>
> "Clive George" <[email protected]> wrote in message
> news:[email protected]
>> "didds" <[email protected]> wrote in message

>
>>
>>> No benefit in kind, or equivalent of car tax(or whatever company car
>>> owners get hit by) ?

>>
>> Yup - no tax on the benefit, so long as it gets used for some work use or
>> commuting. If it's not used for work use or commuting, you're on dodgier
>> ground but TBH they're not going to check.

>
> I winced when I read that 'but TBH they're not going to check'
>
> Of course it's a myth to think that POBs are all honest, legal, decent and
> truthful (with good teeth and the ability to sit down and effortlessly
> entertain at the piano), but I don't like to think that we would, in any
> way, think that that is 'acceptable' - after all, if that is 'OK', why
> not any form of tax evasion you think you might get away with?


Wince away. I'm in the position where I could have probably tried it, but
didn't. I'm moderately sure that a (ex?) contributor to this NG got a
full-sus MTB on the scheme, which I'm betting doesn't get used for
business/commuting. I also know somebody who did it fully legitimately after
my advice - so that covers all the scenarios.

didds asked about the rules. I've told him the rules. I've told him what the
practice is too. This is providing information, not useless handwringing.

clive
 
O

OG

Guest
"Clive George" <[email protected]> wrote in message
news:[email protected]
> "OG" <[email protected]> wrote in message
> news:[email protected]
>>
>> "Clive George" <[email protected]> wrote in message
>> news:[email protected]
>>> "didds" <[email protected]> wrote in message

>>
>>>
>>>> No benefit in kind, or equivalent of car tax(or whatever company car
>>>> owners get hit by) ?
>>>
>>> Yup - no tax on the benefit, so long as it gets used for some work use
>>> or commuting. If it's not used for work use or commuting, you're on
>>> dodgier ground but TBH they're not going to check.

>>
>> I winced when I read that 'but TBH they're not going to check'
>>
>> Of course it's a myth to think that POBs are all honest, legal, decent
>> and truthful (with good teeth and the ability to sit down and
>> effortlessly entertain at the piano), but I don't like to think that we
>> would, in any way, think that that is 'acceptable' - after all, if that
>> is 'OK', why not any form of tax evasion you think you might get away
>> with?

>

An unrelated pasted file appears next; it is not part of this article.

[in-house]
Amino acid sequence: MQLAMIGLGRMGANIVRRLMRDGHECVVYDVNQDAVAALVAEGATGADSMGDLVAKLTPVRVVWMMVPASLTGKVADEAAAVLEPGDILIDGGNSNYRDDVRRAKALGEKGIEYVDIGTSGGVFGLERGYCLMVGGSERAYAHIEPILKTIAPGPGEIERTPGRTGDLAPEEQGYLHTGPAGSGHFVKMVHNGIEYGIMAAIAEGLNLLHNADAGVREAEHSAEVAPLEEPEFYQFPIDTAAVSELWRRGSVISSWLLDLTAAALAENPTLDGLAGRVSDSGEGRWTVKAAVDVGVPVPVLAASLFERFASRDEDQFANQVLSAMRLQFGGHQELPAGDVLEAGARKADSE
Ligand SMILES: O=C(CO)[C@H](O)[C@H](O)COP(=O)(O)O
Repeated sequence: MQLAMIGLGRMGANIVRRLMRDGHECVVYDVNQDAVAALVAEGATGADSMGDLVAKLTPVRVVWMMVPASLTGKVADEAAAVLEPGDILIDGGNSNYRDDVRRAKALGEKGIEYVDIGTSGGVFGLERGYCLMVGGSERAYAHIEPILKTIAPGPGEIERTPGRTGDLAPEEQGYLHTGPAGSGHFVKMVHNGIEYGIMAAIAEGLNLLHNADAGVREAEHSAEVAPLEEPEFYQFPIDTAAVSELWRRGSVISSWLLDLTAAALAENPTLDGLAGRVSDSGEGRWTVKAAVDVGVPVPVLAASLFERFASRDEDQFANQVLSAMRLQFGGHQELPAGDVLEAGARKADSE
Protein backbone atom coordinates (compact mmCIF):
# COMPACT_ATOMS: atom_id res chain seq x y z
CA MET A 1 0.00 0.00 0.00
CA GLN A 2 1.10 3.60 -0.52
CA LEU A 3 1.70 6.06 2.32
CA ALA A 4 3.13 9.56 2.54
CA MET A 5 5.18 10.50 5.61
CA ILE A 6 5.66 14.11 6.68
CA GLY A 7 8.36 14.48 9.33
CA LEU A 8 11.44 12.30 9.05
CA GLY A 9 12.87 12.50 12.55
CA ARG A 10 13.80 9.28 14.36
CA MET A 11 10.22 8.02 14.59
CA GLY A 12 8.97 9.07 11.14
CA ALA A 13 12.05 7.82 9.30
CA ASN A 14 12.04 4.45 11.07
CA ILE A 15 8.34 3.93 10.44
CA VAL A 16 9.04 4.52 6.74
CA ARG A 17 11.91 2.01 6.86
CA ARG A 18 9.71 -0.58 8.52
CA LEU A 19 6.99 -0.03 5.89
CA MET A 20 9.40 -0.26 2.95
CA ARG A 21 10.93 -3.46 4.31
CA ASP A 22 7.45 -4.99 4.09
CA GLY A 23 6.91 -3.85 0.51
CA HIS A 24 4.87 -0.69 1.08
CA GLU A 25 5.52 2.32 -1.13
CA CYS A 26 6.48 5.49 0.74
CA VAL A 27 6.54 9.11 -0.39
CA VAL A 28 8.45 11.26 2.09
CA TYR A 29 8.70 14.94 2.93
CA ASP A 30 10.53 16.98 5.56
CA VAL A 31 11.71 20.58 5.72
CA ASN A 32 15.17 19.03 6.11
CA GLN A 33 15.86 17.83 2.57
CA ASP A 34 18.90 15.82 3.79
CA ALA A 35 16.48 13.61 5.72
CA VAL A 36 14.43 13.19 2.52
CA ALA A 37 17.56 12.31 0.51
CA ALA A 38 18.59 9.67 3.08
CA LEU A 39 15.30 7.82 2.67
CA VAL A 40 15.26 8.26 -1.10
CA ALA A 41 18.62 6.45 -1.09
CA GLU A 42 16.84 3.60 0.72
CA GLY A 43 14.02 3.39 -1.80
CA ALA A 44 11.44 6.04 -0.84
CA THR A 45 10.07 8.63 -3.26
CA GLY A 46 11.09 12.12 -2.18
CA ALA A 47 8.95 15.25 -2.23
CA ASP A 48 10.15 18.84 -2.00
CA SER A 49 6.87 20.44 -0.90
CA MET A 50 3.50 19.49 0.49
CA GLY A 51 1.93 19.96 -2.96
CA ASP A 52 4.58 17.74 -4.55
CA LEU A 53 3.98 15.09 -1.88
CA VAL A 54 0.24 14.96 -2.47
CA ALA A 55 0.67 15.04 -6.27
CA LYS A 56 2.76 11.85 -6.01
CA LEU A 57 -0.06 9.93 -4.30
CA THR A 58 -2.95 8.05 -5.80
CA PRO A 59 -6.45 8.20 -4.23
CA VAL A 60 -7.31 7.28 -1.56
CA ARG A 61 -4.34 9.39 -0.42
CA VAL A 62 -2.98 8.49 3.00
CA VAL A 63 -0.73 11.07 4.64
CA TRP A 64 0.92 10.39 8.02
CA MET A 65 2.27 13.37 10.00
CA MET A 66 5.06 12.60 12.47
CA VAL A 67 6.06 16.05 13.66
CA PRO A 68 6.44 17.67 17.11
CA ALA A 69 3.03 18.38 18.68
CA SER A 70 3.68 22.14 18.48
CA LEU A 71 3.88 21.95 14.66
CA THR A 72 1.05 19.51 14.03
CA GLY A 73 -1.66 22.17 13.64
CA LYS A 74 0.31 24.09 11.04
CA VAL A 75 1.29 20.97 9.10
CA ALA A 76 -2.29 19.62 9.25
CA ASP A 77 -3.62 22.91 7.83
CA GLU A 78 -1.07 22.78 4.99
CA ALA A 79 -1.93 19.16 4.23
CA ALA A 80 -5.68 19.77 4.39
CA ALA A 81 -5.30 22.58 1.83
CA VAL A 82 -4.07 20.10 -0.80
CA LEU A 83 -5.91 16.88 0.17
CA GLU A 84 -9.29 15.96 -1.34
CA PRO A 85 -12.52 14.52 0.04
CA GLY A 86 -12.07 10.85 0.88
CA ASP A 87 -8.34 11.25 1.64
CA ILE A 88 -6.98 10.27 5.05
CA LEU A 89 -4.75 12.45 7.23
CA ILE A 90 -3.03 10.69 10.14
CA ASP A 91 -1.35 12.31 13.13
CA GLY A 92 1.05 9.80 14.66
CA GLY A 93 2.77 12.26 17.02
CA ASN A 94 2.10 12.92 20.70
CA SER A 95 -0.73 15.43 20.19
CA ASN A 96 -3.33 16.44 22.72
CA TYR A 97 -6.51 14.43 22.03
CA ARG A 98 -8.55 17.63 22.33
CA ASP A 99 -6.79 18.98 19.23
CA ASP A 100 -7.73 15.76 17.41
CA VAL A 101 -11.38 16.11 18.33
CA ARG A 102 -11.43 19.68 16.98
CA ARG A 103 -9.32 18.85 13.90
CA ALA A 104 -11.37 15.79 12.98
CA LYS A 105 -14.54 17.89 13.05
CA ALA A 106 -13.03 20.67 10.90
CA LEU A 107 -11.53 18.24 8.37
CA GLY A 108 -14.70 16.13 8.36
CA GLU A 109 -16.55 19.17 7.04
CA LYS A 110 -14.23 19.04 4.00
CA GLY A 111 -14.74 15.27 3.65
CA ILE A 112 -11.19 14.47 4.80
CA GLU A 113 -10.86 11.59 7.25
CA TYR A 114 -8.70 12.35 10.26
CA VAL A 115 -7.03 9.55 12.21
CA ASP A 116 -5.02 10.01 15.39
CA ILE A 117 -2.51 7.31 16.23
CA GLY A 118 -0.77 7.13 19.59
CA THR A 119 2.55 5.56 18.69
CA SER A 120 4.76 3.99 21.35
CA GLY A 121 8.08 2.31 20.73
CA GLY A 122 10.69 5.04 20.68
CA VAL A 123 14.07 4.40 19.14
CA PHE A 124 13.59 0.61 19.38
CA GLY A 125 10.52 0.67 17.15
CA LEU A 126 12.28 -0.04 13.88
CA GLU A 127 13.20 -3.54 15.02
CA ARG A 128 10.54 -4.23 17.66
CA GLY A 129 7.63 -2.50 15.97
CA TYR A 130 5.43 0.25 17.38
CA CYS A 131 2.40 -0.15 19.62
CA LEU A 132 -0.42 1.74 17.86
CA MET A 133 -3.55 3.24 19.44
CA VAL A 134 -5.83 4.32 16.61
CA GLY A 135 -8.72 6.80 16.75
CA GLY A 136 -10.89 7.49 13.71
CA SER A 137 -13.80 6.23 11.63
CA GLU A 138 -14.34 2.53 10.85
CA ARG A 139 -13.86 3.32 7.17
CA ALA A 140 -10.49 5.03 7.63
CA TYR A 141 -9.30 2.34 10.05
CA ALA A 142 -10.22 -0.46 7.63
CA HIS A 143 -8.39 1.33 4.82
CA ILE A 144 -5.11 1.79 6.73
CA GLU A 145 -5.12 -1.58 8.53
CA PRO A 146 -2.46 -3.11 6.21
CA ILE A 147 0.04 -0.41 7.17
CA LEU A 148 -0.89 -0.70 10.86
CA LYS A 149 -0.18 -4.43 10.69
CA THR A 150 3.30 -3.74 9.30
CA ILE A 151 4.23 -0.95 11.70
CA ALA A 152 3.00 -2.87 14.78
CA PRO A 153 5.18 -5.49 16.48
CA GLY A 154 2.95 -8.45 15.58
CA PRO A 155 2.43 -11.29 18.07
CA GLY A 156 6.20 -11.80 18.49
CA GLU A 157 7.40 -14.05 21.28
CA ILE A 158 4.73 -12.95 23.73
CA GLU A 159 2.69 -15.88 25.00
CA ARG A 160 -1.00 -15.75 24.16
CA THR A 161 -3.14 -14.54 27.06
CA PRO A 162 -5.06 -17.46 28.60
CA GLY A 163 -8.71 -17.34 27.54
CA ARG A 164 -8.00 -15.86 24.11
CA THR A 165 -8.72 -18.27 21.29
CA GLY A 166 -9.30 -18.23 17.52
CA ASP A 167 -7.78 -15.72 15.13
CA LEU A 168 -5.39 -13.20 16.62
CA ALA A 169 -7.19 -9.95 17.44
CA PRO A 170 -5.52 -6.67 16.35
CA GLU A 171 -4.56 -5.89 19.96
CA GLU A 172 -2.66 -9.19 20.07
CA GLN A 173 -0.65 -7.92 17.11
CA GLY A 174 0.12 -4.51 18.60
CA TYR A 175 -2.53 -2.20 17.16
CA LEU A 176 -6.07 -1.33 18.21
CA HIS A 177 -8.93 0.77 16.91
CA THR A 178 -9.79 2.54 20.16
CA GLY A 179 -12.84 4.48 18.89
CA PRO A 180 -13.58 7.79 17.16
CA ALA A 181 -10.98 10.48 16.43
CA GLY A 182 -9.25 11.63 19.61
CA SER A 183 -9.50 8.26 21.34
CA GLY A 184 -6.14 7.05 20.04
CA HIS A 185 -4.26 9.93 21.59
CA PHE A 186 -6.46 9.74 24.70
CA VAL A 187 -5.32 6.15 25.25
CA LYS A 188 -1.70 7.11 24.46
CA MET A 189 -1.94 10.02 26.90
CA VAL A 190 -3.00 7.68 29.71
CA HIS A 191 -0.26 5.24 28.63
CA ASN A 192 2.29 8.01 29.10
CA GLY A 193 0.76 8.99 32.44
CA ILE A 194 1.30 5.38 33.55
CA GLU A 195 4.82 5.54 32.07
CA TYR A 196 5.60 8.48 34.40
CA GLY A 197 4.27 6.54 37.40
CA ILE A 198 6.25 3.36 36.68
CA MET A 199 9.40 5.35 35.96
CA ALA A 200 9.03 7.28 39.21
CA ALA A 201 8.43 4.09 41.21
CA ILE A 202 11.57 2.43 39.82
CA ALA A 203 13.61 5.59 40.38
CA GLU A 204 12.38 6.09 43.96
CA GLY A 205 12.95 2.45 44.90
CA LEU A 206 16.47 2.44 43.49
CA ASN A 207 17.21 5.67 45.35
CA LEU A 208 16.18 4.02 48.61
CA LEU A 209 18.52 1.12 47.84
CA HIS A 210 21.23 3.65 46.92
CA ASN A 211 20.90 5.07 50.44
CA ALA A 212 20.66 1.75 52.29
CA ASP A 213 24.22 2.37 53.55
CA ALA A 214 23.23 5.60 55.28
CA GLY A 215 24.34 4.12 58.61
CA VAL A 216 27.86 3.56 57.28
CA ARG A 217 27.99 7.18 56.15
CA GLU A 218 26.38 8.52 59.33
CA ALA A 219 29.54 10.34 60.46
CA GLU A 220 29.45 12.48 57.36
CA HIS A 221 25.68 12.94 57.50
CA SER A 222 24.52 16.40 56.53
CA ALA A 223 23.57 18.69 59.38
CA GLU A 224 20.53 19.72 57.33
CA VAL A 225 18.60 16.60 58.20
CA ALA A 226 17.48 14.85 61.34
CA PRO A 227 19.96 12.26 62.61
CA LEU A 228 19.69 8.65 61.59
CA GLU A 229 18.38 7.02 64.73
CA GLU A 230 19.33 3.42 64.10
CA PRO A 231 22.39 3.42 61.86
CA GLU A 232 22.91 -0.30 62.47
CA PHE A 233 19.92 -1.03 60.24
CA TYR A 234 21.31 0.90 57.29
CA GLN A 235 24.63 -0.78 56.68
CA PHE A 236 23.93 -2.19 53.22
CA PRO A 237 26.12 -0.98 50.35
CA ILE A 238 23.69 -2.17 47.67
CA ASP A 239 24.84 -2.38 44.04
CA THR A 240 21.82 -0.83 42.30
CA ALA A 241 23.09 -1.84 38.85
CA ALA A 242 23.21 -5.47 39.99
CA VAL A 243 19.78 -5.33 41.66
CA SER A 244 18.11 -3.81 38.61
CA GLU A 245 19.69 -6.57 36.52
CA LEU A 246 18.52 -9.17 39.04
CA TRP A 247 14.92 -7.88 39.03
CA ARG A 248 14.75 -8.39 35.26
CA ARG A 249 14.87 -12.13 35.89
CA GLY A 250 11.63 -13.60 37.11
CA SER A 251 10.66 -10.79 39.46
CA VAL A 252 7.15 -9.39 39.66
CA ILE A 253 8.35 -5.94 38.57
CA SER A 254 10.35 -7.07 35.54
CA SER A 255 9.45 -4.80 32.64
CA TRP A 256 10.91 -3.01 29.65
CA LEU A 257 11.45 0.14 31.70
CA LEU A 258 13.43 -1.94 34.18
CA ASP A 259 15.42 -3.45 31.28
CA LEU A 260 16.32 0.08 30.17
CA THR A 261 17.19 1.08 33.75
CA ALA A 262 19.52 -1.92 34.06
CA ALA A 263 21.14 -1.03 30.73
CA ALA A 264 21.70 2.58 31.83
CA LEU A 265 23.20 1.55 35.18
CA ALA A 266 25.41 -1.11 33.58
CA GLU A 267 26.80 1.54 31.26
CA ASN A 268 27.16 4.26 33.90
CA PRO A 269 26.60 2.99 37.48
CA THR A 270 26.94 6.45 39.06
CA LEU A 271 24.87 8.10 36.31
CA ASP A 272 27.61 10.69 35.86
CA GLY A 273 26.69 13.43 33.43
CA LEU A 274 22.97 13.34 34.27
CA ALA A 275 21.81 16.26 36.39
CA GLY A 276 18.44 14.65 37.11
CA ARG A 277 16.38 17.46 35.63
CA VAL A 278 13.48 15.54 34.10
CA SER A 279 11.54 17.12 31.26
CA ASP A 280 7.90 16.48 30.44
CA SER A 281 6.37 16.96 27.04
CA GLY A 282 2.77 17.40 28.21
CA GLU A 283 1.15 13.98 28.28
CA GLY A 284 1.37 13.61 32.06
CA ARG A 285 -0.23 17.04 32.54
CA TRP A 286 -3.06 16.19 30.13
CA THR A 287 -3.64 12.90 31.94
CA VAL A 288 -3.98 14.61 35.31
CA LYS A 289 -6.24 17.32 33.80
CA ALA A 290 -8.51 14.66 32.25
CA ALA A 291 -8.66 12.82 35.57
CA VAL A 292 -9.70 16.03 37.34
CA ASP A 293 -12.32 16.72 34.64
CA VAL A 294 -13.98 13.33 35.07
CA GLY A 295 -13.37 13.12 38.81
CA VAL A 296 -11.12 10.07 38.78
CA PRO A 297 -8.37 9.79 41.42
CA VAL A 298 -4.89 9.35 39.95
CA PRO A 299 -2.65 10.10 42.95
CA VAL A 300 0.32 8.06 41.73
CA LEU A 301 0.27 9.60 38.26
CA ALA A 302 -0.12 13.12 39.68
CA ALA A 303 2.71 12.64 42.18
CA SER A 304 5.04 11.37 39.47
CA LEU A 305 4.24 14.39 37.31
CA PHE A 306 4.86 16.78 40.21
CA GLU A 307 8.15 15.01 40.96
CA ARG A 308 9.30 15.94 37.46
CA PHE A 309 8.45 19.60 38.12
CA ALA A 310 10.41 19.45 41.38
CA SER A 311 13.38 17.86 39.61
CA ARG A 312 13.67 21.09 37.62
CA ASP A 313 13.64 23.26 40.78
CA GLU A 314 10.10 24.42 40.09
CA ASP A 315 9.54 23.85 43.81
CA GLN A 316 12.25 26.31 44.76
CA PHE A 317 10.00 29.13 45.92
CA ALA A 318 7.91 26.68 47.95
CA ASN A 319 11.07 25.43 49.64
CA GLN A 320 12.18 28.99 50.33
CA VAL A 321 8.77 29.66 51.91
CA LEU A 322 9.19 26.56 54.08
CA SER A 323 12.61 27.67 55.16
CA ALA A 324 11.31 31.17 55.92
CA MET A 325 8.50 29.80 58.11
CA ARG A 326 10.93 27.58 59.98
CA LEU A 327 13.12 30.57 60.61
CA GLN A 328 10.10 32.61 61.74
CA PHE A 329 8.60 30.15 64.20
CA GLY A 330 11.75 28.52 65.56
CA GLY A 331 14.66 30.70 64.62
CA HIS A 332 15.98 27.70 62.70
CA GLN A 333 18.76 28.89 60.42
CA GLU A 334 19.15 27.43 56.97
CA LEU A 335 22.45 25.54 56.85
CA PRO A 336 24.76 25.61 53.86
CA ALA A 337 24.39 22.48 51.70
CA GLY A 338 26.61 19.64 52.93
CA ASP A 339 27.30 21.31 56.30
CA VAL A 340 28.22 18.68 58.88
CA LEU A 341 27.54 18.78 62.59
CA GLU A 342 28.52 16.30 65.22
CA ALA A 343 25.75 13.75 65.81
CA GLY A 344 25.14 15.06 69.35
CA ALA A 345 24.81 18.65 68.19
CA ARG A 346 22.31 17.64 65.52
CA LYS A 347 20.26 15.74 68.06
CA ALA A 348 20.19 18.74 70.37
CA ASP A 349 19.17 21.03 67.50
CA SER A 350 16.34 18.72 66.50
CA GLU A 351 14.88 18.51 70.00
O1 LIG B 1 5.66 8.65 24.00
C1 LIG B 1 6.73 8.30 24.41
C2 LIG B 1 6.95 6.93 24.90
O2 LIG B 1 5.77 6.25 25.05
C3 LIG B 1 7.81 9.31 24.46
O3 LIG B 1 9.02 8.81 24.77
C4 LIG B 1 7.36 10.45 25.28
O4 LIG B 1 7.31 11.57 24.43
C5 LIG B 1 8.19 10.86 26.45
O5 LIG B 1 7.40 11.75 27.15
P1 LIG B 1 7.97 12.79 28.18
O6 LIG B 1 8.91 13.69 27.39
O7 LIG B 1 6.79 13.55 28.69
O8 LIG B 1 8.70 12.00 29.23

> Wince away. I'm in the position where I could have probably tried it, but
> didn't. I'm moderately sure that a (ex?) contributor to this NG got a
> full-sus MTB on the scheme, which I'm betting doesn't get used for
> business/commuting. I also know somebody who did it fully legitimately
> after my advice - so that covers all the scenarios.
>
> didds asked about the rules. I've told him the rules. I've told him what
> the practice is too. This is providing information, not useless
> handwringing.


OK, maybe you have an antipathy to 'useless handwringing'; however, I don't
think it's OK to promote (or condone) a culture of attempting to get away
with 'dodgy grounds' behaviour.
 
D

didds

Guest
Thanks to all for their feedback. I've spoken to my accountant also
now and she confirms everything Clive (amongst others have said). FTR
I would be using it for commuting to clients!!!

FYI I have worked for government departments that have had mountain
bikes and safety gear provided for staff to use for business purposes
ie owned by the department, noit individuals, and I can categorically
state that the vast majority of use of those bicycles (99.9% at
least!) was lunchtime recreation with very, very little use for
tavelling on business purposes. You may read into that what you
wish...



didds
 
N

naked_draughtsman

Guest
On Fri, 18 Apr 2008 01:50:40 -0700, didds wrote:

> I can categorically
> state that the vast majority of use of those bicycles (99.9% at
> least!) was lunchtime recreation with very, very little use for
> tavelling on business purposes. You may read into that what you
> wish...


That will be the departments' new health initatives!

If it's encouraging people to get half an hour of exercise a day that's
good.
If it's encouraging people to try out cycling whi might not have
considered it before then that's also good (at least if they don't like it
they can say they've tried).

Healthy employees is better for business as it should improve productivity
and reduce the amount of time people have off due to sickness (maybe).

peter